REZI grew about 4% per year on average in recent years and estimates that this trend will continue in the coming years as well. However, at least in the US, macro data show something else: Sales of new and used homes have been declining for at least two quarters. One of the reasons for that is the rise in interest rates, which pushed mortgage interest rates above 5% and lower the buyer’s motivation. Weakness in the housing activity may cause a decline in REZI sales in the next few years, so I believe that the company will find it difficult to grow, and may even see some decline in revenues.
Financial stability alongside a long-term commitment to the parent company
REZI is not a leveraged company, but it was separated from Honeywell with two hunchbacks: the first is a $1.225 billion debt bearing weighted interest of about 6%, which would incur annual financing expenses of $74 million. In addition, together with Garrett Motion (GTX), which has also been separated from Honeywell recently, they will have to bear 90% of Honeywell’s annual payments for compensation to employees who have been exposed to asbestos at the parent company’s plants.
REZI will have to pay an annual fee of up to $140 million per year for 25 years, or until there are three consecutive years in which the payment will be less than $25 million, and then this commitment will expire. The payment to Honeywell will decrease over the years, so REZI will not have to pay it over the next 25 years, but it’s hard to predict when it will end. Therefore, I take into account that at least in the next five years the company will have to set aside $140 million for this.
How much is the stock worth?
Assuming that the first half of 2018 represents what is expected for the full year, REZI will end 2018 with revenues of about $4.7 billion, which represents growth of 4.5% compared to 2017. If we take the other expenses for Honeywell’s payments to be $140 million a year ($70 million for half a year) and reduce the tax based on the company’s tax rate (27%), we’ll get a net profit of $203 million or $1.64 per share for 2018 (according to 123.45 million shares outstanding). REZI is currently trading at $21.3 (a market cap of $2.6 billion), i.e. a P/E of 13.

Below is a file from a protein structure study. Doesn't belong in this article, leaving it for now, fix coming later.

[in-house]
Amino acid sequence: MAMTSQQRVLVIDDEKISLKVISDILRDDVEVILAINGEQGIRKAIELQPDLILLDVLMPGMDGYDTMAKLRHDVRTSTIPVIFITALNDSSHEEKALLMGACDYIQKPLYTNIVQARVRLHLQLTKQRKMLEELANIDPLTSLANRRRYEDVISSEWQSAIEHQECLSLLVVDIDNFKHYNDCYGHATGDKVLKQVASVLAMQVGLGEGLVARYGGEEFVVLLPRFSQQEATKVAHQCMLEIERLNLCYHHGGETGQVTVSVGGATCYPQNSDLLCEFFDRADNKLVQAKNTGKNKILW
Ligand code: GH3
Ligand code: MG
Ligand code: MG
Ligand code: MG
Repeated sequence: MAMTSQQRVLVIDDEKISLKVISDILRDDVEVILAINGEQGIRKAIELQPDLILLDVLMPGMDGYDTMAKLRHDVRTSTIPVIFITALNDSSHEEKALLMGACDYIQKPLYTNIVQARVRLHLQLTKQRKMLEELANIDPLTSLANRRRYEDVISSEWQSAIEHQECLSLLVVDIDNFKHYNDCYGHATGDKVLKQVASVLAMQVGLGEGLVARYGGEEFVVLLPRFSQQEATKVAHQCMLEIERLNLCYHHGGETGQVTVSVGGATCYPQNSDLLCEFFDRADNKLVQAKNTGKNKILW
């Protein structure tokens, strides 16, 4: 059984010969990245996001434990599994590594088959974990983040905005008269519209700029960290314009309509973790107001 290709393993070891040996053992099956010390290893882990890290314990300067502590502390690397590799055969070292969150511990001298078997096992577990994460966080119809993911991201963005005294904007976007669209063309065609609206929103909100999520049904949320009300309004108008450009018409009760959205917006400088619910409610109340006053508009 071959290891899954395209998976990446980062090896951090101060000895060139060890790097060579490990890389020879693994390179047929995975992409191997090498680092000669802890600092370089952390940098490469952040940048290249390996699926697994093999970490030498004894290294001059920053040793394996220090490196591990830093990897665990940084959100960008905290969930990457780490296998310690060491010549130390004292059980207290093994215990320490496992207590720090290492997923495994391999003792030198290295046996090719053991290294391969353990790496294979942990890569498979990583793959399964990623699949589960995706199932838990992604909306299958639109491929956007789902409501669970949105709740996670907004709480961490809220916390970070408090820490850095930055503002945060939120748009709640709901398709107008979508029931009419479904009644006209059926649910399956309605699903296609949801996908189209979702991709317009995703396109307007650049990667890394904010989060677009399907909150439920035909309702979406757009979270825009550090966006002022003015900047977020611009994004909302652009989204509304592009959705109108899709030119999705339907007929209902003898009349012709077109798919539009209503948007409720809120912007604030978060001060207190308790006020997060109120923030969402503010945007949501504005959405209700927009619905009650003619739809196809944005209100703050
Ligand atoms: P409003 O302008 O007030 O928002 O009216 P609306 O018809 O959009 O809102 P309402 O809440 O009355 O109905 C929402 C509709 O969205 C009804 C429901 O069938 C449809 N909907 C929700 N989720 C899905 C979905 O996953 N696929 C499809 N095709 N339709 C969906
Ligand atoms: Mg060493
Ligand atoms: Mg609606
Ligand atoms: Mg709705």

Source: PF Q2 2018 report
Those who prefer to look at the popular EV/EBITDA multiplier, the company is expected to generate adjusted EBITDA of $418 million in 2018, so that it trades at a multiple of 9.1. Its competitors, such as Assa Abloy or Axis AB, are trading at higher multiples, but both are growing strongly and generating far higher profitability, which warrants higher pricing.
Another competitor, Nortek Security & Solutions, which has more similar financial characteristics to REZI, was acquired in 2016 by Melrose Industries at an EV/EBITDA multiplier of 9.3 for the past 12 months and a future multiple of 10.0, similar to the multiples in which REZI is traded, so the stock seems to be trading around its fair value. A full discounted cash flow (DCF) valuation process based on the Company’s assumptions for the coming years also leads to a fair price of $22-23.
The only company that recommends REZI is Oppenheimer, which predicts a continued growth and changing the mix of sales toward the more profitable home appliances. Their buying recommendation is for $35, but it’s from October 31, when the stock began trading at $29. I am guessing that in time they will update the target price downward.
The Bottom Line
REZI is a high-quality and profitable company, but my concern is that the field in which it operates is close to ending its positive economic cycle. In addition, the competition in the sector is expected to continue to intensify in the coming years and to weigh on the Company’s sales and profitability. Therefore, I prefer to wait for a more attractive entry price, which will provide a greater margin of safety.